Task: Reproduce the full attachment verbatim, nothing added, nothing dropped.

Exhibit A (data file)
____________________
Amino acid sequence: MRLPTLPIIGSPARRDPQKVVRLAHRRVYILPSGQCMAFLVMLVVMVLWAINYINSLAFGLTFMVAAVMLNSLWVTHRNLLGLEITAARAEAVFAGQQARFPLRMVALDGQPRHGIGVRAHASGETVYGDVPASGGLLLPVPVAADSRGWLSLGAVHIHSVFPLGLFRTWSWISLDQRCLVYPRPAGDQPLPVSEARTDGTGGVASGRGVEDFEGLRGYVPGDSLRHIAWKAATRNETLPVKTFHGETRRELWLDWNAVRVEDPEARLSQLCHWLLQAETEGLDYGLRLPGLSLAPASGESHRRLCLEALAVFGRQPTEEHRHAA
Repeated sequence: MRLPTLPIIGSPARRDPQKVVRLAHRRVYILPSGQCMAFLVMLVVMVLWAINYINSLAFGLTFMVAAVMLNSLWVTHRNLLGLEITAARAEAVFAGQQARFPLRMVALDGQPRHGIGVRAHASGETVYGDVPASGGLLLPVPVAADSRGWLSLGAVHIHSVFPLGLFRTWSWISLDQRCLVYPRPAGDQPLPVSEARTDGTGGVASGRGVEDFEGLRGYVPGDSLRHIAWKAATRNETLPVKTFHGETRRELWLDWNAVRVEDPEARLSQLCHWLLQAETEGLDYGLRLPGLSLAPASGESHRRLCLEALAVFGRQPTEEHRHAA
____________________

Amino acid sequence: MRLPTLPIIGSPARRDPQKVVRLAHRRVYILPSGQCMAFLVMLVVMVLWAINYINSLAFGLTFMVAAVMLNSLWVTHRNLLGLEITAARAEAVFAGQQARFPLRMVALDGQPRHGIGVRAHASGETVYGDVPASGGLLLPVPVAADSRGWLSLGAVHIHSVFPLGLFRTWSWISLDQRCLVYPRPAGDQPLPVSEARTDGTGGVASGRGVEDFEGLRGYVPGDSLRHIAWKAATRNETLPVKTFHGETRRELWLDWNAVRVEDPEARLSQLCHWLLQAETEGLDYGLRLPGLSLAPASGESHRRLCLEALAVFGRQPTEEHRHAA
Repeated sequence: MRLPTLPIIGSPARRDPQKVVRLAHRRVYILPSGQCMAFLVMLVVMVLWAINYINSLAFGLTFMVAAVMLNSLWVTHRNLLGLEITAARAEAVFAGQQARFPLRMVALDGQPRHGIGVRAHASGETVYGDVPASGGLLLPVPVAADSRGWLSLGAVHIHSVFPLGLFRTWSWISLDQRCLVYPRPAGDQPLPVSEARTDGTGGVASGRGVEDFEGLRGYVPGDSLRHIAWKAATRNETLPVKTFHGETRRELWLDWNAVRVEDPEARLSQLCHWLLQAETEGLDYGLRLPGLSLAPASGESHRRLCLEALAVFGRQPTEEHRHAA